Blake Byrne is building a stealth mode biomanufacturing startup. A recent graduate of the University of Cambridge, he previously served on the Good Food Institute’s Science & Technology team.
Using microbial organisms like yeast and fungi as cell factories to produce animal proteins, Pat Brown and his early team at Impossible Foods kicked off the modern precision fermentation industry.
Within a few years, Clara Foods, Geltor, and Perfect Day were using the technique to produce a variety of egg, dairy, and collagen ingredients. By the late 2010s, these first movers raised hundreds of millions of dollars and dozens of other startups followed in their footsteps.
Over-reliance on the capacity narrative
Today, recognition of the industry’s promise is mainstreaming. Environmental figures like George Monbiot are declaring that precision fermentation “may be the most important green technology ever.” Supporters are positioning it as a promising solution to the constrained supply of conventional animal products.
Given the fervor, investors, as well as the commentariat, are prodding companies to begin large-scale production ASAP. And so, the industry’s conversational spotlight has now fixed on: how do we build enough capacity to meet future demand, which could soar into the tens of millions of tonnes by 2030? A tantalizing and no doubt important question.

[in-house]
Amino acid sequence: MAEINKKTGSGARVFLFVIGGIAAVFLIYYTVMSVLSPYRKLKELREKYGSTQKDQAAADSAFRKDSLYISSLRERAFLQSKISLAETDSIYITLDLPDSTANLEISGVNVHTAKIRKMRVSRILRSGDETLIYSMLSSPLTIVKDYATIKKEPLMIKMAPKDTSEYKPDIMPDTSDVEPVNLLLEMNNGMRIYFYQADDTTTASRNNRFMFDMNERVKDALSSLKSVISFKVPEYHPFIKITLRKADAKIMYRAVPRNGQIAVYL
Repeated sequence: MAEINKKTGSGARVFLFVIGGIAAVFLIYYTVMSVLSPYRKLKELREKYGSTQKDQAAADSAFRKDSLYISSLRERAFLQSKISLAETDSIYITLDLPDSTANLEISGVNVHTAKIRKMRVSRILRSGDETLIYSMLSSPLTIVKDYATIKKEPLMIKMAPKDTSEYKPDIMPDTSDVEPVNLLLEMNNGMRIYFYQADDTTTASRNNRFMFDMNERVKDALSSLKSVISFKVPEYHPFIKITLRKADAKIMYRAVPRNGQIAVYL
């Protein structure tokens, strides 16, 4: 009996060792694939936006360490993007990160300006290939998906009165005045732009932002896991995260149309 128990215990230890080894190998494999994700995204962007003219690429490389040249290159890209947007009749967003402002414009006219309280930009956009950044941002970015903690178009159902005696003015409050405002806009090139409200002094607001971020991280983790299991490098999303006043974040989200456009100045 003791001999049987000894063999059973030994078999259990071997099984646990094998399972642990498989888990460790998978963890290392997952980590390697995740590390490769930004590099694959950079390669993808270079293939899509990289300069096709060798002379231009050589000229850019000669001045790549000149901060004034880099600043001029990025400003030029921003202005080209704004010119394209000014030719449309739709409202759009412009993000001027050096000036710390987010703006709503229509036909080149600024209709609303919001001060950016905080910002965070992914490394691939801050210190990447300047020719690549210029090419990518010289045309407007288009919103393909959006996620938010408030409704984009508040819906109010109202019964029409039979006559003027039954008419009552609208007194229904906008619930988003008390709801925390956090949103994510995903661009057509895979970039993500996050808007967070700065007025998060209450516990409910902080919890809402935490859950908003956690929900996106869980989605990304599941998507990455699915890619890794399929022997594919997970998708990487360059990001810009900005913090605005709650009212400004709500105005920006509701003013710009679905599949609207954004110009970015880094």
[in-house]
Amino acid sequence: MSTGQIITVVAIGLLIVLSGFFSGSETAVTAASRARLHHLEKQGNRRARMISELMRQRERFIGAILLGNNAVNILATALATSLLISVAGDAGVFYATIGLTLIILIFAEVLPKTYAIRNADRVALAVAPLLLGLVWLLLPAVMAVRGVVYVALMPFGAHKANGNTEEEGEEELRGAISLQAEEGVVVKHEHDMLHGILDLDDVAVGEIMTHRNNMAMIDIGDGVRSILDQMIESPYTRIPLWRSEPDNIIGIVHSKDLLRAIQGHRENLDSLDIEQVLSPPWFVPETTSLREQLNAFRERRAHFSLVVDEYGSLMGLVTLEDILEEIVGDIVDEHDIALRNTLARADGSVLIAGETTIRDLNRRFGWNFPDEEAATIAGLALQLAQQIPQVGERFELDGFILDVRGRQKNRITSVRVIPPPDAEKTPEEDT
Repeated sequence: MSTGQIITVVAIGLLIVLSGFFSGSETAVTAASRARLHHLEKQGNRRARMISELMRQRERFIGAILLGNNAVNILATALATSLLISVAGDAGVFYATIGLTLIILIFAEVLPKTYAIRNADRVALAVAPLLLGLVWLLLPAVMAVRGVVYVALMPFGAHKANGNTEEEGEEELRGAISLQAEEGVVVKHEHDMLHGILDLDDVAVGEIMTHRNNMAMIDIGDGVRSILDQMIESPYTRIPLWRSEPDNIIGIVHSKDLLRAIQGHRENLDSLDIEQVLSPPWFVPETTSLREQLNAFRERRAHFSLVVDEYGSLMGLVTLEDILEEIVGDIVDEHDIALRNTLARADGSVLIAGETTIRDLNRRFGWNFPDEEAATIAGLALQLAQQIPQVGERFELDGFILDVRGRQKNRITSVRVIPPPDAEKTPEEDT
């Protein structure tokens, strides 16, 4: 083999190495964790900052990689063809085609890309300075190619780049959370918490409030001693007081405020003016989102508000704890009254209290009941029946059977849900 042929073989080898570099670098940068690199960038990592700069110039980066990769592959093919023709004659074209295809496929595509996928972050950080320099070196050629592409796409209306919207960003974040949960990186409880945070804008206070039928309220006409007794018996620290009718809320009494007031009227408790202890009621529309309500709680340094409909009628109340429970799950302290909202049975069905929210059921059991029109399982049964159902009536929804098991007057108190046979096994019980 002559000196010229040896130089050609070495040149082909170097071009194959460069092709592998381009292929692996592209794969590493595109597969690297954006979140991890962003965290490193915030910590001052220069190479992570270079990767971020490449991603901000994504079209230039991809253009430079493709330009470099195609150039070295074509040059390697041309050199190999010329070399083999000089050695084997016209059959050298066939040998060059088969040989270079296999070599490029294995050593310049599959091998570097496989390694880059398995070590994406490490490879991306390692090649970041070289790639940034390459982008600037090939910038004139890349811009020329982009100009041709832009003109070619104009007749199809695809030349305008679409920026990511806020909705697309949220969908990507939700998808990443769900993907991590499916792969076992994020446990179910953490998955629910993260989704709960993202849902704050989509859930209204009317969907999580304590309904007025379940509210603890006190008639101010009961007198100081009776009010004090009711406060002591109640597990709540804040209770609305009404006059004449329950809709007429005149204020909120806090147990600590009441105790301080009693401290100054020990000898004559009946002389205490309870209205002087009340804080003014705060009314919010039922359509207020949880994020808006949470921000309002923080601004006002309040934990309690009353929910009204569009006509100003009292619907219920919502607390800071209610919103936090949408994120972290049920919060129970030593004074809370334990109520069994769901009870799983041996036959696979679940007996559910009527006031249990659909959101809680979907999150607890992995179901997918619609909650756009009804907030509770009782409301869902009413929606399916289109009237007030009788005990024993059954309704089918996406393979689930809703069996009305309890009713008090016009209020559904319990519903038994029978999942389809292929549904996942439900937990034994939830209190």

To get the economics right for large-volume commodity food products, the precision fermentation industry would do well to focus in on a few areas.
However, this almost singular focus on capacity is troubling. It seems to imply: the unit economics of precision fermentation are essentially solved, and all that remains is to build factories. We will eventually need lots more factories, yes.
And the precision fermentation sector should not be bashful about its pursuit of an all-out biomanufacturing industrialization, a necessary condition to outcompete animal agriculture. But we must also stay honest to the science, which says the crucial work to be done in precision fermentation for cheap animal-free alternatives is not simply building or enabling capacity, but rather designing new or radically improved production systems.
I’ll let you in on an open secret: leading scientists and technologists from the industry and academia tend to tell me – often in hushed tones, and sometimes only off the record – that the economics of food-grade precision fermentation is nowhere near competing with commodity dairy or eggs.
This problem, they warn, will not be solved by simply upscaling to larger tank volumes. At best, scaling up production to immense tank volumes will reduce costs by 35% to 40% instead of the many fold reduction needed.